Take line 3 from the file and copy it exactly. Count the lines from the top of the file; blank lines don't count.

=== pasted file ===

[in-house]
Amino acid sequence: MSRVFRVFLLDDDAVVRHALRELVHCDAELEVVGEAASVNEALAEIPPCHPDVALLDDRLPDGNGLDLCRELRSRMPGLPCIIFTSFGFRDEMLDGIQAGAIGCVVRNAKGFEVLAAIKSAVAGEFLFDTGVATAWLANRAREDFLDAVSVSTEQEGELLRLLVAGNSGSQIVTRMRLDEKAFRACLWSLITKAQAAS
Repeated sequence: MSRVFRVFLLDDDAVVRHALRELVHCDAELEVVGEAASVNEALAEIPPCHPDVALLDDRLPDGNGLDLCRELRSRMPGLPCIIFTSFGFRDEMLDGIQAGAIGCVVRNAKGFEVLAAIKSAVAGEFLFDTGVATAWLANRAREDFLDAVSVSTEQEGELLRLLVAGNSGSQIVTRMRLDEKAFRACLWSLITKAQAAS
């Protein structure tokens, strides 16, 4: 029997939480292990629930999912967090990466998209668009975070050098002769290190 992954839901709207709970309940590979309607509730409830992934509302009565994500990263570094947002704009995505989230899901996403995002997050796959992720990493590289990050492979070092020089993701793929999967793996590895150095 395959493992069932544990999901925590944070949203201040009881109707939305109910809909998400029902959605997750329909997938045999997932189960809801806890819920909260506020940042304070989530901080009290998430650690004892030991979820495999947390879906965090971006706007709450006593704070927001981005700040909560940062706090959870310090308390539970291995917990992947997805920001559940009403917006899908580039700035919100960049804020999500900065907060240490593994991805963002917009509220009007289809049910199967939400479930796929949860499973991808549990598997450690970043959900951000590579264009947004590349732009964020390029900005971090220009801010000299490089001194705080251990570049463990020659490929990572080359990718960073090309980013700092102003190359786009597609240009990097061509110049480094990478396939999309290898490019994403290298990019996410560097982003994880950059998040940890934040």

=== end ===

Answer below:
Repeated sequence: MSRVFRVFLLDDDAVVRHALRELVHCDAELEVVGEAASVNEALAEIPPCHPDVALLDDRLPDGNGLDLCRELRSRMPGLPCIIFTSFGFRDEMLDGIQAGAIGCVVRNAKGFEVLAAIKSAVAGEFLFDTGVATAWLANRAREDFLDAVSVSTEQEGELLRLLVAGNSGSQIVTRMRLDEKAFRACLWSLITKAQAAS